ALIVE: Chapter 32 - The Wrong Son

Our grandmother Eve decided to trust the crafty serpent instead of her Creator which caused us to fall into a wormhole of good and evil in which we sometimes swim and we sometimes drown. It doesn't help to wonder what the world would have been like had that one decision, by that one person, never been made.

She did it again.

Ten years after Abram and Sarai had settled in the land of Canaan, when childless Sarai was around 76 years old, and her 86 year old husband had waited too long to receive the promise from God of a child, in her impatience and distrust, she offered her maid Hagar to Abram, handing her husband's body to another woman as he handed hers to Pharaoh years before. Like Adam, Abram went along with his doubting wife. This time, instead of death, the world inherited the war between Arab and Arab, Arab and Jew.

It went like this.

"You see that the Lord has prevented me from bearing children;" said Sarai whose hair had grown white and brittle, and whose skin hung from her body in wrinkled folds like a sleeping garment. "go into my Egyptian slave girl, Hagar; it may be that I shall obtain children by her."

"Are you sure you want me to do this my dear? Remember the ills that befell us when I gave you to Pharaoh?"

"What ills? We left with quite a booty. It will be fine."

Abram did not know if Sarai's motives for making such a proposition were righteous or not.Yet, he had to admit that his longing for his own child had grown greater with every aging year. He wondered if Sarai was correct in thinking that God did not mean that his children would come from Sarai's body. Without consulting with God and without hearing from God whether or not to pursue using a surrogate, Abram cooperated with Sarai's plan.

"Abram, I give you Hagar to be your second wife, that she may give us children." And turning to Hagar she said, "Hagar, you are to receive my husband Abram and bear a child for us."

Hagar was thrilled with this request. No longer would she be scrubbing clothes on rocks, or foraging for food. Ever since she left Egypt and her family, Hagar had been forced to work hard, even on days when she was ill, even on days when she was tired or sad. Her life had never been her own. Sarai had been a hard task master, always telling her when to wake up and when to sleep and when and what she could eat. The prospect of becoming a wife of the master and a mother to his child was thrilling.

Hagar lowered her eyes humbly at this introduction, but her heart was raised high and proud. She replied, "I am your servant master Abram. Do with me what you will."

Abram took Hagar by the hand and together they walked away from Sarah and into his tent. Without a wedding feast or fanfare, without ceremony or sanctification, young brown muscular Hagar and old scratchy Abram joined each other for the sole purpose of bringing new life into their world. They kissed. Each with hope of what he and she could gain from the other. Freedom and honor for her, lust and a child for him.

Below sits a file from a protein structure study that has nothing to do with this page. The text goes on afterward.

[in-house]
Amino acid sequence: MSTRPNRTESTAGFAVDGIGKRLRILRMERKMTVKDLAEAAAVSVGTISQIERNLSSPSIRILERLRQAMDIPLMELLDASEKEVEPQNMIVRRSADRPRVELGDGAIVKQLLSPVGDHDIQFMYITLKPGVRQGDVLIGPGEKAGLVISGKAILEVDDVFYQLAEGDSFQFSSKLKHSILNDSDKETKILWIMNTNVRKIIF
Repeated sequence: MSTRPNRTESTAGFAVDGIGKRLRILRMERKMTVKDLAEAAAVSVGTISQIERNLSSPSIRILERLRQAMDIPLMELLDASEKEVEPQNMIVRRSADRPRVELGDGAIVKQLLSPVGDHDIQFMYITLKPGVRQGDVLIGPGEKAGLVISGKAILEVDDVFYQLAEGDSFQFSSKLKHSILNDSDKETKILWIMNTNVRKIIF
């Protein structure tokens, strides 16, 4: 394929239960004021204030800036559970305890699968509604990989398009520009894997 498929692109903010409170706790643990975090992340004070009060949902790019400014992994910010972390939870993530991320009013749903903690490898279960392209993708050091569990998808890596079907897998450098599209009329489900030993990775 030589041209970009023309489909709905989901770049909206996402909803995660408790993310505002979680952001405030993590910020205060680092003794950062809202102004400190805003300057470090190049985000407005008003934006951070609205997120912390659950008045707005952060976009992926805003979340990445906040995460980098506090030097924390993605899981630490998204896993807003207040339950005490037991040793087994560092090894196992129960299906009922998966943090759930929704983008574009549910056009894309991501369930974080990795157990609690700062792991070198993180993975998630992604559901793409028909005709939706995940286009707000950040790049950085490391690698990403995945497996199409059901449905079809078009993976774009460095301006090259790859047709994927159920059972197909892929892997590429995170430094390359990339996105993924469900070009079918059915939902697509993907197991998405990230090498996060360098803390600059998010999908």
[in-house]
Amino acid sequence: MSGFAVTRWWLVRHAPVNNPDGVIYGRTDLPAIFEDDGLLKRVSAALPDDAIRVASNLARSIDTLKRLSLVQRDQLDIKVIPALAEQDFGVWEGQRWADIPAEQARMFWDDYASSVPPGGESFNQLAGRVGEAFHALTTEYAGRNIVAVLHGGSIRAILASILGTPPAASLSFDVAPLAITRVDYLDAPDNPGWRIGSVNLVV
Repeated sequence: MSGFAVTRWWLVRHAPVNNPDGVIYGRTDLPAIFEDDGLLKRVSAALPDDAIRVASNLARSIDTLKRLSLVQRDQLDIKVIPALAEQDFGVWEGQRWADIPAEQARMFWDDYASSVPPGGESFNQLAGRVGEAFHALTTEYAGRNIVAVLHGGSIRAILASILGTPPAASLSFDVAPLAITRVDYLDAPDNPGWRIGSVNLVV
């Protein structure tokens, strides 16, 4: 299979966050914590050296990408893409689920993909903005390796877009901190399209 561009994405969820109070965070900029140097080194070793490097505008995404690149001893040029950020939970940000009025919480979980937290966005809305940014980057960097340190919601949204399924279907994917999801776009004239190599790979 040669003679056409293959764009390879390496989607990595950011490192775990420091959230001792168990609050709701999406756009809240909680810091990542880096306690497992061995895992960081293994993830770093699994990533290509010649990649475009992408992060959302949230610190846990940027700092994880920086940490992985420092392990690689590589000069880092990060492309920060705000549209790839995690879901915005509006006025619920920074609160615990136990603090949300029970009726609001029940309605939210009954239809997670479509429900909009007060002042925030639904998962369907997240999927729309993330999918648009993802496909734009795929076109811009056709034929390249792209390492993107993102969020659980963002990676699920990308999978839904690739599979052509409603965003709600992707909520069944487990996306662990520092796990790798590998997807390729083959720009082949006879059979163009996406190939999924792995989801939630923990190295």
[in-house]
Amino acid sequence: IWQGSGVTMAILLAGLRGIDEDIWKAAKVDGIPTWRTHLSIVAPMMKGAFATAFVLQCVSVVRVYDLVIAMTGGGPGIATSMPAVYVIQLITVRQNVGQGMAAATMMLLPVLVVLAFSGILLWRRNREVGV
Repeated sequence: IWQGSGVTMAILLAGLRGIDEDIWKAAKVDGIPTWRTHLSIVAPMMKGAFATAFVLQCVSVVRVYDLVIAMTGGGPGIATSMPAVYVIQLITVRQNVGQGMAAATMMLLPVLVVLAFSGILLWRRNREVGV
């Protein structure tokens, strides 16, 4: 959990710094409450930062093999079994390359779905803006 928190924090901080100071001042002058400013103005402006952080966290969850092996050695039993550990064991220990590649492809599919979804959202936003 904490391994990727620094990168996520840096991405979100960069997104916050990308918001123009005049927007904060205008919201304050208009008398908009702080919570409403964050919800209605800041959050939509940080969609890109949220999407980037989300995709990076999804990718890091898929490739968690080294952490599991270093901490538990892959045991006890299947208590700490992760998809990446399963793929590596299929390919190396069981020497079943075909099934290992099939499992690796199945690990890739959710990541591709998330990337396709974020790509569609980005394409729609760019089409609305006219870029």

Abram enthusiastically went into Hagar feeling like a young buck for the first time in decades. So pleasant was this union that Abram sought to repeat it afternoon and evening for several days, but at night he knew to go back to Sarai so they may awake in the loving embrace of two who had grown old together with all of the trials and tribulations life had given them.

After a week of mating, their days returned to normal, Hagar with her chores and Abram managing his estate. He felt stronger and healthier than he had in years. But he was also sensitive to Sarai's feelings remembering the sadness and the loneliness he endured when she was in Pharaoh's bed night after night.

Hagar became emboldened. No longer was she a slave woman. The sight of Sarai annoyed her. After all, wasn't she to be the mother of Abram's child? Certainly motherhood would catapult her in Abram's eyes. Life would be better if Sarai never existed. How could this old useless woman tell her what to do? So much had Hagar vilified Sarai in her mind that she could not bear the sight of her.

This treatment by Hagar, her arrogance, was something that Sarai had not expected.

Sarai announced, "That is enough Abram. If this thing is to happen it will." And she responded to Hagar with malice. Hagar returned to her old position resentfully. She had been born a slave being ordered to do whatever her masters commanded her every waking moment of every day, but never before had she felt so violated as when she gave herself body and soul to her mistress's husband. This was more than mere labor, it was reaching into the core of her being and ripping out her soul for Sarai's personal use and glorification. Morning and night Hagar's thoughts increasingly embittered her until weeks had passed and she missed her period. She waited for the turn of the moon until she was certain that her monthly flow of blood was not coming. When the moon was full for the second time, Hagar was sure that she was with child. With the master's child. Hallelujah. What joy, what revenge she felt. Abram would be the first to know. Perhaps he would honor her and truly love her.